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Somewhat geeky tech question: building scan to blog station

March 16, 2011

Ok, this is a random tech question I’m putting here for some feedback and for me to come back to in the future.

I want to create a scan to blog station. As in, student completes assignment on paper and thinks, “I want to share this with the world.” So they go to this station, press scan, scan the document and type in an email, and it’s routed to a custom blog just for them, which also has everything they’ve done previously.

Here’s how I think I could do it.

  1. Fujitsu Scansnap: these things are amazing. I have the smallest version and even it zips through double sided full color page scans in no time.
  2. gmail + advanced filtering: If every student had a gmail account, then they could just enter “johndoe+blog@gmail.com” as the send email address, and then set up a filter on the +blog term in their gmail account to send it to posterous (forward to post@posterous.com), and I think we’d be all set.
  3. Posterous: This is the ultimate email to blog service. Send it an email with a pdf and it puts that pdf in a blog post (I think-need to try this).

So what do you think? Would this work? Are there easier/faster ways to do the same thing?

9 Comments leave one →
  1. March 16, 2011 3:11 pm

    Why not have the students create assignments electronically in the first place?

    • March 16, 2011 3:21 pm

      This is a good question, but I still find there are a lot of things, particularly physics problem solving that are just best done with pencil and paper. I’ve tried windows tablets, and some digitizer tablets with mac, and I just don’t like it. I’m always hopeful that this will change, but If I’m going to give a student a goal-less problem and ask them to go to town with it, the best way to do that is with a pencil and a sheet of graph paper.

  2. March 16, 2011 5:04 pm

    Cool idea. Does your copier scan and email PDFs? Ours does, and it’s awesome. You can set up an email recipient as the blog, and there you go!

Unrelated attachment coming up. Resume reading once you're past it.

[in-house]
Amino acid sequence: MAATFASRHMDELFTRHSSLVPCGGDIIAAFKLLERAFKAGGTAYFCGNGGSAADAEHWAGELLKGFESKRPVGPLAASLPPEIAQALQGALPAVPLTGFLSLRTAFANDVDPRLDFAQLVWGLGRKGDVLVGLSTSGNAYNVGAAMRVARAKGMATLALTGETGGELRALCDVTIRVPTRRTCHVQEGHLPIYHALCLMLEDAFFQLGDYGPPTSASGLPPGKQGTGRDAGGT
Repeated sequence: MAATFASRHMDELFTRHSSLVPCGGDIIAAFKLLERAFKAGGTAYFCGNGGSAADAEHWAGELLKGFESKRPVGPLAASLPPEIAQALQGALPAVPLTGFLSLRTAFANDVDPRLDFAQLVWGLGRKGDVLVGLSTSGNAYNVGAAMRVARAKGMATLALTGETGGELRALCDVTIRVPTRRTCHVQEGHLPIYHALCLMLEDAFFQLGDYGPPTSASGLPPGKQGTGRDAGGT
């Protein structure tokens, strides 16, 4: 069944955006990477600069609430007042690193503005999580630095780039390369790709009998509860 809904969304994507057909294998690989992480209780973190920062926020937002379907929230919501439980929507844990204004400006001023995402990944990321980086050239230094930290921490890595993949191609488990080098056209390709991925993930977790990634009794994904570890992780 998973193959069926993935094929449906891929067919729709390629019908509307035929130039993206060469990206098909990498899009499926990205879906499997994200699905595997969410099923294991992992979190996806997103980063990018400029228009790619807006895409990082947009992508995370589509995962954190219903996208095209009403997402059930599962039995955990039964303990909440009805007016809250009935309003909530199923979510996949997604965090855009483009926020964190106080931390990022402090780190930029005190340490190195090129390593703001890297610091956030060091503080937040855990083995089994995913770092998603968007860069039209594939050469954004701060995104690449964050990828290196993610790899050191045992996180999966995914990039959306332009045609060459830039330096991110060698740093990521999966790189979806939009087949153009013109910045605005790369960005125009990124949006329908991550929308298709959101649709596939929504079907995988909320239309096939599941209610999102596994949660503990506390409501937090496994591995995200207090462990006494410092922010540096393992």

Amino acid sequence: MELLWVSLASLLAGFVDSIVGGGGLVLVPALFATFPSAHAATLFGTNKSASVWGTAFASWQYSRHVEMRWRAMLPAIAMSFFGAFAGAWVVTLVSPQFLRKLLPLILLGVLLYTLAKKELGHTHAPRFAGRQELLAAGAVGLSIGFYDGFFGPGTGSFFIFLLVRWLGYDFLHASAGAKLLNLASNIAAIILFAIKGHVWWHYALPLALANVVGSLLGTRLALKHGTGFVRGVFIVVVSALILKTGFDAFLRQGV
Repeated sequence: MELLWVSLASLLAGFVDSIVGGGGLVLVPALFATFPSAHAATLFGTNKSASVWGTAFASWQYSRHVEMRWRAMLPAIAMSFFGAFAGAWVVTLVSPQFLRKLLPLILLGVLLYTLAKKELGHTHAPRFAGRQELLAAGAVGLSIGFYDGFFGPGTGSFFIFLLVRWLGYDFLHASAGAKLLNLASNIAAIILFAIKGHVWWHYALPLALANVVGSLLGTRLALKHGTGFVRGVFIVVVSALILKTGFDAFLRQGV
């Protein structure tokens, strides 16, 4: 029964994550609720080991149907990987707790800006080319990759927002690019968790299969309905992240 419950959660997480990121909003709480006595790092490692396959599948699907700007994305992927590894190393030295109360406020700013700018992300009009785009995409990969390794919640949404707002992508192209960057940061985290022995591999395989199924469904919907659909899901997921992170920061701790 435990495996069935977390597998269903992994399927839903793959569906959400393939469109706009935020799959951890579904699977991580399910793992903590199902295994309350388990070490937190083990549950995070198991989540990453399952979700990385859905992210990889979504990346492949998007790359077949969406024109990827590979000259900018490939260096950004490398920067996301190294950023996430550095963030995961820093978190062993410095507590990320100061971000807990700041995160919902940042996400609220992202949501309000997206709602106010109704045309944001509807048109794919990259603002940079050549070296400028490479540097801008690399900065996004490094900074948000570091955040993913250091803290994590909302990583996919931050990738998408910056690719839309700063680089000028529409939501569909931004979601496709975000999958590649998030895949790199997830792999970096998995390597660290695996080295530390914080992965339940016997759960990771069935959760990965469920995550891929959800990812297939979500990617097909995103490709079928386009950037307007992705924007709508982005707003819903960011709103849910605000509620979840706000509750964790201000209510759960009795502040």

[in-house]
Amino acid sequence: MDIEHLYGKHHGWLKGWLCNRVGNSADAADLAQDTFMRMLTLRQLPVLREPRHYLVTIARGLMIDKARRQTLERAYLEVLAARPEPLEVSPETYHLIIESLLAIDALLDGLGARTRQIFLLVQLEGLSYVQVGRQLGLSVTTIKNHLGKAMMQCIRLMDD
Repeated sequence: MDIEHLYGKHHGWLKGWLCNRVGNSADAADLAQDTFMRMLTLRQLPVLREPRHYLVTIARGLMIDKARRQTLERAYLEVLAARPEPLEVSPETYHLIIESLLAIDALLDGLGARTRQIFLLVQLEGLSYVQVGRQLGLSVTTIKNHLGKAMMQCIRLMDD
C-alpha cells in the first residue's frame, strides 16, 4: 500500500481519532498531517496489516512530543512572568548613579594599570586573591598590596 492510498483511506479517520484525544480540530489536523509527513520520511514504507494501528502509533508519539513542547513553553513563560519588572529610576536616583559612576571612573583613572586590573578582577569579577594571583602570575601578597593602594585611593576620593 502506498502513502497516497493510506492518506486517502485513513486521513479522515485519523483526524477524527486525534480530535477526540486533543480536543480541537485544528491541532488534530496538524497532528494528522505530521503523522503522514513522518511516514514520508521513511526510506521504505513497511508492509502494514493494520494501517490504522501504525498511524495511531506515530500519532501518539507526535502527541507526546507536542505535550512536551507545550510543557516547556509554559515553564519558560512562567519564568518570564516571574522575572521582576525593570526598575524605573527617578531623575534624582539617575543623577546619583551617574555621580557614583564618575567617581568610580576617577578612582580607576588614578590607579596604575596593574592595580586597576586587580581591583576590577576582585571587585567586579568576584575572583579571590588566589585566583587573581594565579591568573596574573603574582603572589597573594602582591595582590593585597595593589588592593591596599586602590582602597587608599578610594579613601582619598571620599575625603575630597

• March 16, 2011 6:05 pm

      Yes, our copiers scan to email, but it doesn’t do color, and it may be limited to only scan to addresses in the local domin. Plus, I’d like to set something up in my classroom, so I could literally say “go share that with the world” and whatever it is, it could be shared in a few seconds. Cell phone cameras get us much of the way there, but this seems like a next step.

  3. March 17, 2011 8:38 pm

    Why step #2? Why not condense to steps 1 and 3? I just send straight to my posterous email…not to another account with a rule. I am curious what you are thinking with step #2…I know you have a reason.

    • March 17, 2011 8:40 pm

      Good question. Scan snap sends email from whatever account I’ve set it up with. I’d probably create an account just for the station. I don’t want students having to log in to this station, even if logging in is just an email account. So if they were just to send their scan to post@posterus.com, all of the scans (for every student) would be routed to one blog, which isn’t what I’d want. I want each student to have his/her own blog. Your process works great since it’s only your email account, but I’d like something that works for a bunch of different students using the station, with minimal hassle.

  4. March 23, 2011 1:21 pm

    Personally, I don’t like blogs with a lot of PDFs. And scanned PDFs of text are extremely irritating: huge files that take forever to download to produce crappy images at the end. This scan-to-PDF meme is mainly followed by clueless administrators at my university (who print out pages, scan them, and email them to 100s of people, rather than just sending the paragraph of text).

    The abuse of scan-to-pdf technology by administrators may have soured me on this approach, but I think it would be far more valuable to teach your students how to produce documents that people would want to read, rather than just giving them a refrigerator to post their stuff on.

    • March 23, 2011 10:37 pm

      Thanks. I’ll keep this in mind. My thought is more to have them scan a single page of work. I really just want to have an easy way to digitize student work from the class. Now we take photos with smartphones, and that works pretty well.

  5. March 26, 2011 7:44 am

    It looks like one other useful piece of software would be scandrop which does automatic scanning to dropbox, evernote and google docs.

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